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How To Hydro Dip A Cow Skull With Spray Paint

Hydro dipping with spray paint is a popular method of painting three-dimensional (3D) objects.

Generally speaking, the hydro dip technique can be used for painting a wide variety of items: If you can paint it and also get it wet, it's a candidate for hydro dipping. Among other items, hydro dipping is popular for painting animal skulls, including cow skulls.

The basics of hydro dipping a cow skull or another item with spray paint (there are other methods; see the bottom of this page) is simple: Spray paint is sprayed onto the surface of water. When an object is slowly dipped through the paint and into the water below the paint gently flows around and onto all the dimensions of the object.

The exact result of the paint job is unpredictable - the paint goes wherever the water happens to carry it - but the results typically create unique patterns that are very attractive.

Here at we had a nice Longhorn cow skull hanging in a stairway to our basement. We chose this particular skull for this location because her horns were small enough to fit into the narrow area, but then we noticed we had a problem: The white (or slightly off-white) skull blended in with the off-white paint of the stairway.

While we prefer a natural look with most of our skulls, this one blended in so well with her surroundings that no one, including ourselves, hardly ever noticed her. So, we decided to go bold and paint her using the hydro dip/spray paint method so she would be more noticeable.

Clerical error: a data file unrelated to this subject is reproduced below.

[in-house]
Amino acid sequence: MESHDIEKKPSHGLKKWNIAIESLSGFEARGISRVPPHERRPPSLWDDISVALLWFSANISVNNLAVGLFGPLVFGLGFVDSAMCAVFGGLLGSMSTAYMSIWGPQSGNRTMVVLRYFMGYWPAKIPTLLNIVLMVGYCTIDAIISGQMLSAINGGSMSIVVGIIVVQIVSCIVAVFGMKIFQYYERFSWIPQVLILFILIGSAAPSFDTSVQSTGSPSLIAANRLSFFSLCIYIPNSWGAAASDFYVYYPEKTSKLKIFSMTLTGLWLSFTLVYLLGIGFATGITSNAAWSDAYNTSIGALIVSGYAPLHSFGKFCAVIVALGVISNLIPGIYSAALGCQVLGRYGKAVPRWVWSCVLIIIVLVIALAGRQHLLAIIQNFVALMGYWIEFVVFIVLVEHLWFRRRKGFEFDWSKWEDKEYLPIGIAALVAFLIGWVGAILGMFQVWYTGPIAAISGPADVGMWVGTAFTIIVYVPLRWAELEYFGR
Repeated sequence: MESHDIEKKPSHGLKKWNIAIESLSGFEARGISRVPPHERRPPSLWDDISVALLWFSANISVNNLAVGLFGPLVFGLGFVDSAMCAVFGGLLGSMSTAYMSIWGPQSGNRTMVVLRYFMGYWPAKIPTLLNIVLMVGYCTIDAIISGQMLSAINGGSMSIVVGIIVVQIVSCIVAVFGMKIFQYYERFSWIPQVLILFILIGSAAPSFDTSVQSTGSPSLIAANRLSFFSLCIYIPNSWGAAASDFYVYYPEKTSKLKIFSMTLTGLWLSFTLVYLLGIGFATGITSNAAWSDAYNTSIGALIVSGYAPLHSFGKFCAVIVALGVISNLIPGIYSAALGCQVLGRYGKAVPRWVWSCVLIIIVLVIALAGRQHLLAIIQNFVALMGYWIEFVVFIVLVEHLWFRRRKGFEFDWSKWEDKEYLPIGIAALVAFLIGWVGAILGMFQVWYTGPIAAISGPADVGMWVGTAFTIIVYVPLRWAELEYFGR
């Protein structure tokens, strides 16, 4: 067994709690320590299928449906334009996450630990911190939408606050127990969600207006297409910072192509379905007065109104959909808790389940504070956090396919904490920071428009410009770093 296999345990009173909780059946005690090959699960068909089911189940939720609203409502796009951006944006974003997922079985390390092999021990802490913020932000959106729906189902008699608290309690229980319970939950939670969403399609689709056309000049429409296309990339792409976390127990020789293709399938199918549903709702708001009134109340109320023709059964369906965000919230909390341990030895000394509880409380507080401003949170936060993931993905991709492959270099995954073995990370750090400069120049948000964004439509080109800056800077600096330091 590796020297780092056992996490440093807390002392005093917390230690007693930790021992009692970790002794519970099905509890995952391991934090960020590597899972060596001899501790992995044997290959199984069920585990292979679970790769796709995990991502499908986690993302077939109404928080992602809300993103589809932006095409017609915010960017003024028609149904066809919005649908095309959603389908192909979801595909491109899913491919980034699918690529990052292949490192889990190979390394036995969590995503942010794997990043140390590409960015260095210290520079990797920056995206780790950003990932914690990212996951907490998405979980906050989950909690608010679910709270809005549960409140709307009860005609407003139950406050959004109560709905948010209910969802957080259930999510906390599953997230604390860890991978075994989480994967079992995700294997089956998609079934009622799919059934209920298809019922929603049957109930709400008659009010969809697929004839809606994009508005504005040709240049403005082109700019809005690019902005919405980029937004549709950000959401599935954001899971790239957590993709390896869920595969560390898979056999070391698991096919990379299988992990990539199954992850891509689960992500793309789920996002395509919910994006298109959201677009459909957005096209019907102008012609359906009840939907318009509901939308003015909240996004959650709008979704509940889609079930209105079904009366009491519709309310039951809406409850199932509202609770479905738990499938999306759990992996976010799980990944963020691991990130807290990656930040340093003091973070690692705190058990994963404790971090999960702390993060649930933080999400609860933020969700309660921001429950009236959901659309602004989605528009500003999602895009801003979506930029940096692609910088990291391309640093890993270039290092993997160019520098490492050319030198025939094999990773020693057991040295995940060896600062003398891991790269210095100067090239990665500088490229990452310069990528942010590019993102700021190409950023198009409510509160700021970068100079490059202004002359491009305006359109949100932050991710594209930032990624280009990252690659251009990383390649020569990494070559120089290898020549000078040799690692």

Below: Before - Our white (actually, slightly off-white) Longhorn cow skull in an off-white stairway.

A plain cow skull


Below: After - The same cow skull after being hydro dipped. She is much more noticeable.

A cow skull that has been painted by hydro dipping

Did you know...?
Hydro dipping is also called hydro graphics, immersion printing, or water transfer printing.

Items You Will Need To Hydro Dip A Cow Skull

Optional Items That Are Good To Have

You might like these items. Or, Article continues below.

Hand painted skulls from Etsy. Article continues below.

How To: Hydro Dipping A Cow Skull With Spray Paint

Step One

The first thing you probably want to do is paint your skull with a base coat of color. This is optional, but is often a good idea. There are likely to be areas that don't get covered with paint when the skull is dipped, and with a base coat you get to choose the color that shows through.

For our own skull we gave it a base coat with white spray paint. We didn't want any white paint on the horns, so we covered them at the base with masking tape. Make sure the base coat is thoroughly dry before hydro dipping.

Below: Our cow skull after being sprayed with a base coat of white. We covered the base of the horns with masking tape so the horns wouldn't get painted.

A cow skull painted white


Step Two

Gather the items you will need to hydro dip your skull (listed above under "Items You Will Need..."). Hydro dipping is fast and easy, so you'll want all your items ready. If you want to mask off any areas of your skull to keep them free of paint, such as the horns, do it now.

Below: Our cow skull after the base coat had dried, and with additional tape on her horns to keep them free of paint when being dipped; spray paint; and an old mineral tub (with a black plastic garbage bag for a liner) to use as a dipping container. We wound up using a larger tub.

Cow skull, spray paint, and hydro dipping tub


Below: A close up of the colors of spray paint we used on our skull. From left to right: Blue, dark green, red, and purple.

Four colors of spray paint


Step Three

Fill your container with water. If you want to keep the container free of paint residue, line it with plastic first. Make sure the water temperature is within the recommended temperature range on the can(s) of spray paint.

Step Four